The real value of the study, however, is that it quantitates the expected frequency of human knockouts in the population. Figure 1B provides an estimate for how many rhLOF variants are expected in an individual, depending upon the parental relationship for that individual. If the parents are completely unrelated, approximately 1% of individuals will carry rhLOF variants. In contrast, if the parents are first-cousins, then approximately 40% of individuals will carry rhLOF variants. Extrapolating to the entire genome, the authors predict “that in 100,000 subjects with first- cousin related parents of the same genetic ancestry we would expect at least one knockout in ~9,000 of the ~20,000 human protein-coding genes”.

How can human KO’s be used in drug discovery? As these populations are sequenced, and as rhLOF variants are tested for association with clinical phenotypes, new insights will emerge that will estimate efficacy-safety profiles at the start of a drug R&D program. If there is no phenotype in humans with rhLOF mutations, this should raise concern that the target is indeed a good target. Alternatively, if there is a clinical phenotype, and if this phenotype is related to phenotype that is a good surrogate for drug efficacy (e.g., triglyceride lowering and protection from cardiovascular disease), then it provides confidence in the drug target. Similarly, if human KO’s are associated with phenotypes that are concerning for adverse drug events, then this should raise concern about mechanism-based toxicities of therapeutic perturbation. To date, such datasets don’t readily exist, and this study provides a path towards identifying human KOs for many genes in the genome.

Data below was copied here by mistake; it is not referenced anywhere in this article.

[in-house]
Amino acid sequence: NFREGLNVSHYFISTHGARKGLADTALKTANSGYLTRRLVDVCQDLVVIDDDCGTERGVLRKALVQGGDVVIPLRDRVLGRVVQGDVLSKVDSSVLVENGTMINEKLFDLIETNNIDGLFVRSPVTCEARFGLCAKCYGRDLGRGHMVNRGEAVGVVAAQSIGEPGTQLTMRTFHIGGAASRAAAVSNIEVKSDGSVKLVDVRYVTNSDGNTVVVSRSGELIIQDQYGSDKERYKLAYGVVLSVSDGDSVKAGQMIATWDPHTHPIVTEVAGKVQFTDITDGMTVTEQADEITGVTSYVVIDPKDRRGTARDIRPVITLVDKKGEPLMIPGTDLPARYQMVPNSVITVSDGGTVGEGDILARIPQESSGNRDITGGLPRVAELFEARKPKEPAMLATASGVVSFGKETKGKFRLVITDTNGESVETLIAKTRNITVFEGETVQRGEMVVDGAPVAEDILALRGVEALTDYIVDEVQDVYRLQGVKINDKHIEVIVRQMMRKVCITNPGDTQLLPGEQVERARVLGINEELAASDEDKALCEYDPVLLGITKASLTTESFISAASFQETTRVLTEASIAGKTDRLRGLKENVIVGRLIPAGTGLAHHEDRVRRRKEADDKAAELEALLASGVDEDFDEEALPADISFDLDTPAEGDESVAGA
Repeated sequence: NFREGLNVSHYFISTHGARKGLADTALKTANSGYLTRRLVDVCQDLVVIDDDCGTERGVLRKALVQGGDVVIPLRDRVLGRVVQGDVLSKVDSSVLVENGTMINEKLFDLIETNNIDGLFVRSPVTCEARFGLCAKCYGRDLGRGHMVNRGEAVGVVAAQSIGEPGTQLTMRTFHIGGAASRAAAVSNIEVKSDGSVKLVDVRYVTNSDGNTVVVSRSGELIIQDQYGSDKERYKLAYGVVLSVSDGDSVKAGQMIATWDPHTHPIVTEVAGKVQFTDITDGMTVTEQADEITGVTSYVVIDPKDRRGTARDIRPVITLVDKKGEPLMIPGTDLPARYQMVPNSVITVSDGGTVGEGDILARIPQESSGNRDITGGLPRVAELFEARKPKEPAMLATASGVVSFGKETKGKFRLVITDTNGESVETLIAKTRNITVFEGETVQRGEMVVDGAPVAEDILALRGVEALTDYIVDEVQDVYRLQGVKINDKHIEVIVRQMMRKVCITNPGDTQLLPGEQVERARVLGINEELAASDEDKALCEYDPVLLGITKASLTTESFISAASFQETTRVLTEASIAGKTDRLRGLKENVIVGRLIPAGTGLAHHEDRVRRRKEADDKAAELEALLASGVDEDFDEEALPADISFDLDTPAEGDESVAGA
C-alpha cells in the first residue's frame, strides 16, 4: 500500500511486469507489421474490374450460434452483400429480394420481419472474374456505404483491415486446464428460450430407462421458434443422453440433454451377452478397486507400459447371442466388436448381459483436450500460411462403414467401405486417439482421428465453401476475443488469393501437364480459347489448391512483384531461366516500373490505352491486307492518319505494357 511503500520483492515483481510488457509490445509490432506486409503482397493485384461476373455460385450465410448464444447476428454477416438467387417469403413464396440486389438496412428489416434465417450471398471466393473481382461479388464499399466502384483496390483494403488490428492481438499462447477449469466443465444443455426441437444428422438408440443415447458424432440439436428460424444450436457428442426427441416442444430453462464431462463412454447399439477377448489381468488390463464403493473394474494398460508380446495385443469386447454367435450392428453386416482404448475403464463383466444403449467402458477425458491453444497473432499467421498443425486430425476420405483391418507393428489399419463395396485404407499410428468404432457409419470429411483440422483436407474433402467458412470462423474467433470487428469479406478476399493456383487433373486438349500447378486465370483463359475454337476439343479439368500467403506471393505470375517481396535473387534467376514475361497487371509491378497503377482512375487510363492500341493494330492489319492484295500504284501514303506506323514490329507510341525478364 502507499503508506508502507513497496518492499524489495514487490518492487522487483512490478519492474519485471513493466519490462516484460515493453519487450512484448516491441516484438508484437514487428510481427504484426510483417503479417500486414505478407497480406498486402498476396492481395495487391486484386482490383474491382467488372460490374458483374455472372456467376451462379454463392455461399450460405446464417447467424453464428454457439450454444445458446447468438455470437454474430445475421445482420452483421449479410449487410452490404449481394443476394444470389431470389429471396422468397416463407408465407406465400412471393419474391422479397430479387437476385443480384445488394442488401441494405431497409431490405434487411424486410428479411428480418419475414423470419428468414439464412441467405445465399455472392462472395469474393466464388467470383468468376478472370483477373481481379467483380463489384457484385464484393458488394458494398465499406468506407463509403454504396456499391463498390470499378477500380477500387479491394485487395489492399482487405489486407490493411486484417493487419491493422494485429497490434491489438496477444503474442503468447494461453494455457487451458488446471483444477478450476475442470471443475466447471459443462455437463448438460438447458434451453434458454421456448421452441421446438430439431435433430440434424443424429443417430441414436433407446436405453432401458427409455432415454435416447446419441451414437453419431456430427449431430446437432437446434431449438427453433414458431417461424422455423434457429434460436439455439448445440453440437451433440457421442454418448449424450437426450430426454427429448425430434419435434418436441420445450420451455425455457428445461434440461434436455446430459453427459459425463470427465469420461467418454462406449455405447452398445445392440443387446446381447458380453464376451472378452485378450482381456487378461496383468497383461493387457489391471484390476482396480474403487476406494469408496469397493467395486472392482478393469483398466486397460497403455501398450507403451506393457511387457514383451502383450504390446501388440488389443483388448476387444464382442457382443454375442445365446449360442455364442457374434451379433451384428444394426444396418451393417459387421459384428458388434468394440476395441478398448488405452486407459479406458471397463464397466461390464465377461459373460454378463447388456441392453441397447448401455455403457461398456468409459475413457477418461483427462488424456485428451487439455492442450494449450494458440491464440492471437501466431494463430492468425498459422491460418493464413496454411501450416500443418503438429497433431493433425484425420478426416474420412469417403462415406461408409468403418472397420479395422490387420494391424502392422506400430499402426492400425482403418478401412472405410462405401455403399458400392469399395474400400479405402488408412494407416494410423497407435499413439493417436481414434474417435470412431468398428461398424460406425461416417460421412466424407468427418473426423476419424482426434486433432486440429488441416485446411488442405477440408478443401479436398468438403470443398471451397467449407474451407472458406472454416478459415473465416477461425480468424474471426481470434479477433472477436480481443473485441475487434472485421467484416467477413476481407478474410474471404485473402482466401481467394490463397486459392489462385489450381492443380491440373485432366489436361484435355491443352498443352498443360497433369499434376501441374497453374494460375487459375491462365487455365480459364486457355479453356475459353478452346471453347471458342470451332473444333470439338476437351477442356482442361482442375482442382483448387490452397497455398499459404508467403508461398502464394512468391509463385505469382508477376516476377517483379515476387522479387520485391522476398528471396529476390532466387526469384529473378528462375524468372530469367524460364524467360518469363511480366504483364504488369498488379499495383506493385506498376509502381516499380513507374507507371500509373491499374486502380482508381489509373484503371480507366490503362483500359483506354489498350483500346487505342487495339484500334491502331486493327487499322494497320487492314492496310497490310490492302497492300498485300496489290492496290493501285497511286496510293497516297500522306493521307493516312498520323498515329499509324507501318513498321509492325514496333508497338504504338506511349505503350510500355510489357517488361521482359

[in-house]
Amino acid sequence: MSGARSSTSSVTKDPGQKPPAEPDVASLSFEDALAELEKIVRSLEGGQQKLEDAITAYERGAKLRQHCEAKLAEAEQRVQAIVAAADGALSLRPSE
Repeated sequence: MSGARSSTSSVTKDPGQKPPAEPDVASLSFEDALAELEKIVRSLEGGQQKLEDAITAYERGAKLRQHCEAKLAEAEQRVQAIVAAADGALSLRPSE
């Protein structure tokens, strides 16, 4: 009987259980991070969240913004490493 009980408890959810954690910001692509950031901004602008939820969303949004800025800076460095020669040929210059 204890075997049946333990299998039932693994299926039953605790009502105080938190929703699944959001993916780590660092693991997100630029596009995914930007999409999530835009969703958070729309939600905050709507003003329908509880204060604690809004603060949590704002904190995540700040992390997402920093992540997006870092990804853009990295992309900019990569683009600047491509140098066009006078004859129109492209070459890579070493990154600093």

Two studies published in the NEJM provide evidence for a causal role of plasma triglycerides in coronary heart disease. In the first NEJM study, Stitziel and colleagues performed exome sequencing in more than 72,000 patients with coronary artery disease and 120,000 controls. They confirmed previous genetic associations at PCSK9 and LPA, and identified new associations between coronary artery disease and low-frequency missense variants in SVEP1 and ANGPTL4. Furthermore, they searched for mutations in the lipoprotein lipase gene, LPL (which is inhibited by ANPTL4), and identified both gain- and loss-of-function variants – an allelic series – associated with a decrease and increased risk of coronary artery disease, respectively. Figure 2 serves as a beautiful summary of their findings.